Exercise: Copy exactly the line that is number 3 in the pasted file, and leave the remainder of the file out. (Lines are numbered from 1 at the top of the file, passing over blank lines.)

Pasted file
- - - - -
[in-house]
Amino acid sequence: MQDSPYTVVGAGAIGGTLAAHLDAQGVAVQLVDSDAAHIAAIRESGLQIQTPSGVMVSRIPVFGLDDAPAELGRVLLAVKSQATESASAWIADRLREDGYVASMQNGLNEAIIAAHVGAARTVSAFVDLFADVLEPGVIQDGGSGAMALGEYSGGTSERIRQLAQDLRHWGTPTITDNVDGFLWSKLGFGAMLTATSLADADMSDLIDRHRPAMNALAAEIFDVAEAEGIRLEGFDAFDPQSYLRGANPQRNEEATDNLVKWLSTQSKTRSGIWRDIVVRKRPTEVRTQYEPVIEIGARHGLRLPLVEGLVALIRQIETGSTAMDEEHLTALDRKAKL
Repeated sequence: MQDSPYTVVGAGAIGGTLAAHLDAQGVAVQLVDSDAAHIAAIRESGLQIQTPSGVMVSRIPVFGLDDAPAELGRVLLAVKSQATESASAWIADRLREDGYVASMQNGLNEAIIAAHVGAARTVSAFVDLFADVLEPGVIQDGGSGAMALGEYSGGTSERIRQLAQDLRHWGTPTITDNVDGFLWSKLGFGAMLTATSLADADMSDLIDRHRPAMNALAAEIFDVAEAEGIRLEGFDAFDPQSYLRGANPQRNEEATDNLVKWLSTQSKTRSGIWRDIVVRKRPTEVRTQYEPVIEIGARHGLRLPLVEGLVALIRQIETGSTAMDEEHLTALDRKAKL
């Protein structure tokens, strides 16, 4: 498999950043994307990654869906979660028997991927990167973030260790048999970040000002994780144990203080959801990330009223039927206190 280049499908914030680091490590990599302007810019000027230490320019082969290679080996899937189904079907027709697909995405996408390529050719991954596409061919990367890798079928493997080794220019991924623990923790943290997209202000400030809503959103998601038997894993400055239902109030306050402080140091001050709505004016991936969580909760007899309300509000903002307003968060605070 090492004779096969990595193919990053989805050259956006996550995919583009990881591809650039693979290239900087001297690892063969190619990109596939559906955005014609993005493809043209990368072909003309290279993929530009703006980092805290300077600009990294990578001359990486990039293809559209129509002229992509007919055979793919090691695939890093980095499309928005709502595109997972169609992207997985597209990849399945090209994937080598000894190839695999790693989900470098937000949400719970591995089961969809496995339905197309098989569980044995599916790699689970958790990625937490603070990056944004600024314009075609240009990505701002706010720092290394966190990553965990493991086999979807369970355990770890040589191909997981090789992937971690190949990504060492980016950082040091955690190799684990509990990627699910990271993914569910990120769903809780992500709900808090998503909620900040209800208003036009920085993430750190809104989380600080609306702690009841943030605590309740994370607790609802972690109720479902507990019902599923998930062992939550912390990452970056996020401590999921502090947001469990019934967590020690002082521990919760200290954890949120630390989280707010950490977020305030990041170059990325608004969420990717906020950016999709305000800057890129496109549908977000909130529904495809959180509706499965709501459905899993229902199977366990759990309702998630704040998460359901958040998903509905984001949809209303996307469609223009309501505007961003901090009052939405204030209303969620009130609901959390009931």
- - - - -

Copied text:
Repeated sequence: MQDSPYTVVGAGAIGGTLAAHLDAQGVAVQLVDSDAAHIAAIRESGLQIQTPSGVMVSRIPVFGLDDAPAELGRVLLAVKSQATESASAWIADRLREDGYVASMQNGLNEAIIAAHVGAARTVSAFVDLFADVLEPGVIQDGGSGAMALGEYSGGTSERIRQLAQDLRHWGTPTITDNVDGFLWSKLGFGAMLTATSLADADMSDLIDRHRPAMNALAAEIFDVAEAEGIRLEGFDAFDPQSYLRGANPQRNEEATDNLVKWLSTQSKTRSGIWRDIVVRKRPTEVRTQYEPVIEIGARHGLRLPLVEGLVALIRQIETGSTAMDEEHLTALDRKAKL